After the meeting, Mr. Roberson said he's going to work to get Mr. Sanders elected anyway. Mrs. Jenkins said she'll remove her name from nomination.
So, as usual, anything can happen when the full authority meets Tuesday.
COULD FREDDIE DO WHAT LAWMAKERS WOULDN'T? Mr. Sanders said when folks started talking about doing away with the authority this year, his old buddies said it was his fault because once he gets involved in anything, it's soon gone.
When he was with the Richmond County Sheriff's Department in the 1970s, the county commission did away with the sheriff's department and created the Richmond County Police Department and appointed him chief.
"Then they did away with the police department, and I came to the oldest law firm in the Southeast, Nixon, Yow, Waller & Capers, and we were representing the city of Augusta, and they did away with the city," he said. "Then the law firm split into two firms. So once I got on the coliseum authority, they said they were going to do away with it. And they almost did. I don't know how we dodged the bullet."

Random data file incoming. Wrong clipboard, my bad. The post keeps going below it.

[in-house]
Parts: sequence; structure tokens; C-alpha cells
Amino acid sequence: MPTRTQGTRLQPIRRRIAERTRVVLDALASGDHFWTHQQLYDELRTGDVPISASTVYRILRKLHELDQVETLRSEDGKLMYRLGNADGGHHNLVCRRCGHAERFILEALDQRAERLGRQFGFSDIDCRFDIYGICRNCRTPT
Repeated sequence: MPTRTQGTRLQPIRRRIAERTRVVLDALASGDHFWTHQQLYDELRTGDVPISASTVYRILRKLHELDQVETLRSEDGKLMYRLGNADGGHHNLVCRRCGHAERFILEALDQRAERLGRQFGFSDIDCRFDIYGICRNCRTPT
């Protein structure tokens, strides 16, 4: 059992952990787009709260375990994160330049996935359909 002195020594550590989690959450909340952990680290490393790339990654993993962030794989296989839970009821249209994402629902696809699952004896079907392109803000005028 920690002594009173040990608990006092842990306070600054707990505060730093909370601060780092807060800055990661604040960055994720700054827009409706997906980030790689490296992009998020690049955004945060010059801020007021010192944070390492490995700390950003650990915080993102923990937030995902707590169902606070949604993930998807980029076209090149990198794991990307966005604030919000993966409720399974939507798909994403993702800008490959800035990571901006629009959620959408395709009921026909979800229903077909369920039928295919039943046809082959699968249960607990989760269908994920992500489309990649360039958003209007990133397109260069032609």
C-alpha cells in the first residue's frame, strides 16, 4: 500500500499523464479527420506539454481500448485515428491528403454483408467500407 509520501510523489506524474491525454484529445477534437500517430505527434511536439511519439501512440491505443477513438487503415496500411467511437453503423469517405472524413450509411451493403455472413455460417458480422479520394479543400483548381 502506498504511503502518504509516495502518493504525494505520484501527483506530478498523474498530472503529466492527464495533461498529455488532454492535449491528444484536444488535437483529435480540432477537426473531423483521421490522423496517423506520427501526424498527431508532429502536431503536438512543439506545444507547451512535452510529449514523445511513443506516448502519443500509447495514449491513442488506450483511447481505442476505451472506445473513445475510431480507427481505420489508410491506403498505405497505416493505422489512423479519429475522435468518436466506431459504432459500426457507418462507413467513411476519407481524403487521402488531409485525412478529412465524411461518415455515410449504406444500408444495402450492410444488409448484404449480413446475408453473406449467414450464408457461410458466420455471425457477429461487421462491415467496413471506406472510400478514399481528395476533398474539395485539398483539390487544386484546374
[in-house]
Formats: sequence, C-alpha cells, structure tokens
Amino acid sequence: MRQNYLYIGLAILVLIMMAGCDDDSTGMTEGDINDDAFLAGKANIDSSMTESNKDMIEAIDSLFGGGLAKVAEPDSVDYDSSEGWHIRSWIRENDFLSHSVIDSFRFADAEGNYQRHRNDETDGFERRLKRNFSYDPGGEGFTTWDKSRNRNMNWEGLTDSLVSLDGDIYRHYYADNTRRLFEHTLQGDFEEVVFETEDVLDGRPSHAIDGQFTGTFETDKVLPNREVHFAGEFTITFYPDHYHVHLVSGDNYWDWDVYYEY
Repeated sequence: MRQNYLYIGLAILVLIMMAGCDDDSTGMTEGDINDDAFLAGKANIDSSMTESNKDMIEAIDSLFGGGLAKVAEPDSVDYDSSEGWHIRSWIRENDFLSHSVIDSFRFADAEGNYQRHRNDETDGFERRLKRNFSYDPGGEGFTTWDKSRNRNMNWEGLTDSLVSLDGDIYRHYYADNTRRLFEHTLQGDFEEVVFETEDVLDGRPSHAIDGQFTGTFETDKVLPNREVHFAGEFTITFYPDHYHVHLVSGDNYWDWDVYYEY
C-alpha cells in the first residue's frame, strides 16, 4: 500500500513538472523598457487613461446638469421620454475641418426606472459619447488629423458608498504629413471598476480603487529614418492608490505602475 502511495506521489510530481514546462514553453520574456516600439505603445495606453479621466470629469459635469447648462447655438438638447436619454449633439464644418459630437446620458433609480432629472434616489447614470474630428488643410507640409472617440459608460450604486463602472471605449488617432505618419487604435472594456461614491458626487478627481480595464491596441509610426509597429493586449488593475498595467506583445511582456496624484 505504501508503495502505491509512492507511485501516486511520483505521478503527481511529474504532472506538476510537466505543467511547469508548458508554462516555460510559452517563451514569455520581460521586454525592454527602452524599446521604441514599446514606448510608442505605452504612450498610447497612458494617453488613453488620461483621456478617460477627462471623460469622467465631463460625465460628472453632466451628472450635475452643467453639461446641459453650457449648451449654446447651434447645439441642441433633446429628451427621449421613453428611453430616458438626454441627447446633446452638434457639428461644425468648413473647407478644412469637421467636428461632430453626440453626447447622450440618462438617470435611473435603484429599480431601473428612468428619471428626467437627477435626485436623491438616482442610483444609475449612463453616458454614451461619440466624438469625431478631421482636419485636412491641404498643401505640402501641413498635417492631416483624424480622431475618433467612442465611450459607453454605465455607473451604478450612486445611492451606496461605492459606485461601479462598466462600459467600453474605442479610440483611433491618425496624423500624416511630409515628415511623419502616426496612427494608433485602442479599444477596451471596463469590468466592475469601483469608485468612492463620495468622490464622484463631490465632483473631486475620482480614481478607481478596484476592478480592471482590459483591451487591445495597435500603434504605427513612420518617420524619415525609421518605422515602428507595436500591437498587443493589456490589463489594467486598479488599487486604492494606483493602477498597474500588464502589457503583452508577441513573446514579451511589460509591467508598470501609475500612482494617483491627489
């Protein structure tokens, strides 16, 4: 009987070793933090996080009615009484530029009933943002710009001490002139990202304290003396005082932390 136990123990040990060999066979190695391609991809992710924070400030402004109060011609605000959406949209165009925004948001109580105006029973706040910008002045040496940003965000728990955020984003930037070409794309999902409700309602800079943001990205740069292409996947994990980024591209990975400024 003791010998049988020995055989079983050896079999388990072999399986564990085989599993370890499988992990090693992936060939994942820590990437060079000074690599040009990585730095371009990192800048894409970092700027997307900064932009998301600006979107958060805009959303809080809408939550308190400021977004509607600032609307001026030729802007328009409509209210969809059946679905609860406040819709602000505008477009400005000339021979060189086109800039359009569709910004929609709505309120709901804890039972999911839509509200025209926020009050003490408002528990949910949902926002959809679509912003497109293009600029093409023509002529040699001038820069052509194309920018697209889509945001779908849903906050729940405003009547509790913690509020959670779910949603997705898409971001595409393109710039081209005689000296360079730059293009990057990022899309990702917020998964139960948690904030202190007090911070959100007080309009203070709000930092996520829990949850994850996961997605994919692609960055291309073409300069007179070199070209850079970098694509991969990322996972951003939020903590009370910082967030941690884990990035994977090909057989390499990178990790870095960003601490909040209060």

We do. The answer is in the question one Richmond County lawmaker asked after seeing an amended coliseum authority bill that gave all appointment power to Augusta commissioners and the mayor: "What's in it for me?"
WHAT'S IN A NAME? Dave Barbee , who went to war with the city over a letter chastising him for improperly cutting his crape myrtles this spring, has been dubbed "Summerville Fats" by one blogger. Though Mr. Barbee said he doesn't mind at all, his wife, Debbie, does. She thinks it's not only awful but also discriminatory.
As the chairman of the Richmond County Republican Party and now 10th District party chairman, Mr. Barbee said he's been called worse. For example, he said, at one forum, Paine College Professor Mallory Millender called him the devil, pointed to him and said, "This man represents evil."